Last year I assumed that if I ran more I would improve. I ran more, and saw no improvement. It was right after Honu, where I never even got the chance to run, that I found inspiration. A friend had expressed an interest in getting started running. I recited the usual stuff, about starting easy, being consistent, gradually increasing the distance of each run and avoiding the temptation to go right out and run a 10K. I recalled how it was for me, running thirty minutes a day, at lunchtime. Run as long as possible, then walk until I could run again. For months I was envious of the runners who flew past me and kept on going. I could only sustain a run for a minute at most, and would need to walk two or three minutes before I could run again. Gradually the run interval got longer, but then it plateaued. I could run for as long as three minutes, but sooner or later I just had to stop and walk. I was sure I could never get past this point, that I was never going to be able to run a marathon. Then, one day, it happened. I did not have to stop. I don't think I ran thirty minutes non-stop, but it was a whole lot longer than I had been doing.
In order to teach my body how to run, I had to run, even though I could not run. By pushing my body to a higher intensity than it was accustomed to and holding that level for as long as possible I was able to develop the strength and neuromuscular ability to run. My inspiration? Use the same approach to increase my run cadence.
Those beginner runs were limited to thirty minutes. Just enough time to impart a little training stress without causing injury. I already have good endurance, so there was no need to start completely over. A good rule of thumb for long runs is to limit the duration to two hours. Anything lasting longer invites over-use injuries, and at the very least generates so much fatigue that effective workouts are impossible for the rest of the week. The rules I came up with are simple:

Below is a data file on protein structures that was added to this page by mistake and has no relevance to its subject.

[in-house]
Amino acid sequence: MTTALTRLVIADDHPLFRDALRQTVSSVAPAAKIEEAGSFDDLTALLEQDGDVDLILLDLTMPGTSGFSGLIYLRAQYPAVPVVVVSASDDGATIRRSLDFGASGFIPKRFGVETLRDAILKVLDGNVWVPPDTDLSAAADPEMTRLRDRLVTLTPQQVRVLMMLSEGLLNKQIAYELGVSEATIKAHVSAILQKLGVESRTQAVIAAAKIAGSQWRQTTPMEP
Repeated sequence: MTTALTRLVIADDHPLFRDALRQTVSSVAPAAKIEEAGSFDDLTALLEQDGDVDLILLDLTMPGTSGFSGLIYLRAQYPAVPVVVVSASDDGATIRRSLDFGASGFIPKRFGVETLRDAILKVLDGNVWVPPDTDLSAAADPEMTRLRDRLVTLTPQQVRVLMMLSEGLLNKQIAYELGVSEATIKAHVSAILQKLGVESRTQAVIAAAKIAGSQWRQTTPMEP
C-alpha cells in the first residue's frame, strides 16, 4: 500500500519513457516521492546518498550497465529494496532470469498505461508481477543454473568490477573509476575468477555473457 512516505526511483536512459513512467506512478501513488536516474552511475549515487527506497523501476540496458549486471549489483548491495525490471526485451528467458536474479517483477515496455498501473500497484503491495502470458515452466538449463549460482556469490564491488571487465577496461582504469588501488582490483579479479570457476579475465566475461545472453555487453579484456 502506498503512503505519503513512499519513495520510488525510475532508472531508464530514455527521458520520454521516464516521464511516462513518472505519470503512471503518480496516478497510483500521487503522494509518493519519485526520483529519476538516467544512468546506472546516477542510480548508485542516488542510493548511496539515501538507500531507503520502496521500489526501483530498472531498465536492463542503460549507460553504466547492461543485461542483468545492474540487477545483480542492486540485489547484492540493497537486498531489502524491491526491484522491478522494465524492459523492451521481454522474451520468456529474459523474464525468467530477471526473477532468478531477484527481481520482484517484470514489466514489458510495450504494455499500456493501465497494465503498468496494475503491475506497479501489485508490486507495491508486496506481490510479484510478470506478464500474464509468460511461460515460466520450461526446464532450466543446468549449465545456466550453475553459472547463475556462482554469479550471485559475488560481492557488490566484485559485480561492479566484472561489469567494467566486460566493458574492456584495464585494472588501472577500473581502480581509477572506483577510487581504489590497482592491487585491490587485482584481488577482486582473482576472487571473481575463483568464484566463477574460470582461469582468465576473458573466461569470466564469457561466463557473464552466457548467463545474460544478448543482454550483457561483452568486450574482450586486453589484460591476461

- After warming up, aim to keep cadence above 80 RPM.
- When candence drops to 75, or heart rate goes well into zone 3, walk.
- When heart rate falls back to zone 1, start running again.
- Continue for two hours.
This approach is based on my belief that over the course of several years focused on slow running my body -- nerves, muscles, cardio-vascular system -- has learned to run comfortably -- if it can be called that -- at a slow cadence. Even though the strength is there, the muscles and nerves have not had sufficient practice at moving fast to be able to move fast smoothly and efficiently. In the same way that run/walking got me to where I could run continuously, run/walking at a faster cadence will get me to where I can sustain that effort for long periods of time.
Here is an example of a recent run using this method (click to enlarge). The gray horizontal line marks the top of HR zone 3. What you may not be able to see is how often I struggled to keep my cadence at or close to 80. If it feel to 75 and my heart rate was already high I would start walking. I do not want to reinforce the feeling of running with a slow cadence.
It is too soon to say how this is working. In upcoming posts I will follow up on how this is going, and go into more detail on what I am doing on the bike.